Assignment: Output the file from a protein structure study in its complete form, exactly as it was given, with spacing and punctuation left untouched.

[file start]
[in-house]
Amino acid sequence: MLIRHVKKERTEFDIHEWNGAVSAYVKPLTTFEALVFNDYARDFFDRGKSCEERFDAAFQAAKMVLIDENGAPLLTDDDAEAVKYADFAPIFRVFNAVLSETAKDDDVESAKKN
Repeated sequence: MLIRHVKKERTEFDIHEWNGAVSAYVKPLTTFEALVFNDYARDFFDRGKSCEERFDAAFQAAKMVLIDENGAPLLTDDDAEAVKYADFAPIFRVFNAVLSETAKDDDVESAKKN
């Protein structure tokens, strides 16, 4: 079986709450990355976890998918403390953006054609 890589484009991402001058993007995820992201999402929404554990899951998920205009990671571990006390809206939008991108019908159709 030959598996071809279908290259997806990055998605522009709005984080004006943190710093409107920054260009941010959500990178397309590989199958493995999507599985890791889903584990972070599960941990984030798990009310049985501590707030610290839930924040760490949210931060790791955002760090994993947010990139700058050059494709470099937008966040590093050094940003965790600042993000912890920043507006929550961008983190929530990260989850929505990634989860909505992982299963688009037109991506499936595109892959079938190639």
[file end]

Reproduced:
[in-house]
Amino acid sequence: MLIRHVKKERTEFDIHEWNGAVSAYVKPLTTFEALVFNDYARDFFDRGKSCEERFDAAFQAAKMVLIDENGAPLLTDDDAEAVKYADFAPIFRVFNAVLSETAKDDDVESAKKN
Repeated sequence: MLIRHVKKERTEFDIHEWNGAVSAYVKPLTTFEALVFNDYARDFFDRGKSCEERFDAAFQAAKMVLIDENGAPLLTDDDAEAVKYADFAPIFRVFNAVLSETAKDDDVESAKKN
């Protein structure tokens, strides 16, 4: 079986709450990355976890998918403390953006054609 890589484009991402001058993007995820992201999402929404554990899951998920205009990671571990006390809206939008991108019908159709 030959598996071809279908290259997806990055998605522009709005984080004006943190710093409107920054260009941010959500990178397309590989199958493995999507599985890791889903584990972070599960941990984030798990009310049985501590707030610290839930924040760490949210931060790791955002760090994993947010990139700058050059494709470099937008966040590093050094940003965790600042993000912890920043507006929550961008983190929530990260989850929505990634989860909505992982299963688009037109991506499936595109892959079938190639």